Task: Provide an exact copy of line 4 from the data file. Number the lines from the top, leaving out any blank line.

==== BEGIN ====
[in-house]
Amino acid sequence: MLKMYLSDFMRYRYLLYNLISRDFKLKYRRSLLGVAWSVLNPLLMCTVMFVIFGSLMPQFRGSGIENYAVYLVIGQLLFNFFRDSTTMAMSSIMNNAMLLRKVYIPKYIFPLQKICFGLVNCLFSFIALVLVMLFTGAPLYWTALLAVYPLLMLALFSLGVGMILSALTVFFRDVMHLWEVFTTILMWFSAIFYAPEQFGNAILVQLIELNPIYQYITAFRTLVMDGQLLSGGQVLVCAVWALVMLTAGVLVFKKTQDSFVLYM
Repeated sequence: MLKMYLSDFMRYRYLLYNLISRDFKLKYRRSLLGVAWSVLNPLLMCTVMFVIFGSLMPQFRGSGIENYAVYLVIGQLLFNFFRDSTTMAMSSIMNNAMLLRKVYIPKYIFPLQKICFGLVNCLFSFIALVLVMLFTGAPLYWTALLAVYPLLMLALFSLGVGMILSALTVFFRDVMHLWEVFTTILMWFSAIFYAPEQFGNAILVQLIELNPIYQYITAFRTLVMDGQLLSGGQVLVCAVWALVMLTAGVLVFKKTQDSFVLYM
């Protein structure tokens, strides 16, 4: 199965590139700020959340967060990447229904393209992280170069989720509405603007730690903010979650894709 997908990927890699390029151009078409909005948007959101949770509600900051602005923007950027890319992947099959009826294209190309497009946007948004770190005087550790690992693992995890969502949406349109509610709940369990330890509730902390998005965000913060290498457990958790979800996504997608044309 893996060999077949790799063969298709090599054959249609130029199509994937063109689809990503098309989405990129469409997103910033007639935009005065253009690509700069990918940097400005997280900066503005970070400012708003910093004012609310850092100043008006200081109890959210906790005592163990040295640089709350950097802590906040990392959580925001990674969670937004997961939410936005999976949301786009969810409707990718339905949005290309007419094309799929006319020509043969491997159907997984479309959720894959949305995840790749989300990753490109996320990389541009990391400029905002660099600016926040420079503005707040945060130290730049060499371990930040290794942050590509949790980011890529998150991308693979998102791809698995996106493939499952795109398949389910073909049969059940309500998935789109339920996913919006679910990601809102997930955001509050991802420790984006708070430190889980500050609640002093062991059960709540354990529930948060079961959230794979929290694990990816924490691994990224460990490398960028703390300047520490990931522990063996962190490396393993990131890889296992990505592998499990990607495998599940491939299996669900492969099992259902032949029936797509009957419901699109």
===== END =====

């Protein structure tokens, strides 16, 4: 199965590139700020959340967060990447229904393209992280170069989720509405603007730690903010979650894709 997908990927890699390029151009078409909005948007959101949770509600900051602005923007950027890319992947099959009826294209190309497009946007948004770190005087550790690992693992995890969502949406349109509610709940369990330890509730902390998005965000913060290498457990958790979800996504997608044309 893996060999077949790799063969298709090599054959249609130029199509994937063109689809990503098309989405990129469409997103910033007639935009005065253009690509700069990918940097400005997280900066503005970070400012708003910093004012609310850092100043008006200081109890959210906790005592163990040295640089709350950097802590906040990392959580925001990674969670937004997961939410936005999976949301786009969810409707990718339905949005290309007419094309799929006319020509043969491997159907997984479309959720894959949305995840790749989300990753490109996320990389541009990391400029905002660099600016926040420079503005707040945060130290730049060499371990930040290794942050590509949790980011890529998150991308693979998102791809698995996106493939499952795109398949389910073909049969059940309500998935789109339920996913919006679910990601809102997930955001509050991802420790984006708070430190889980500050609640002093062991059960709540354990529930948060079961959230794979929290694990990816924490691994990224460990490398960028703390300047520490990931522990063996962190490396393993990131890889296992990505592998499990990607495998599940491939299996669900492969099992259902032949029936797509009957419901699109």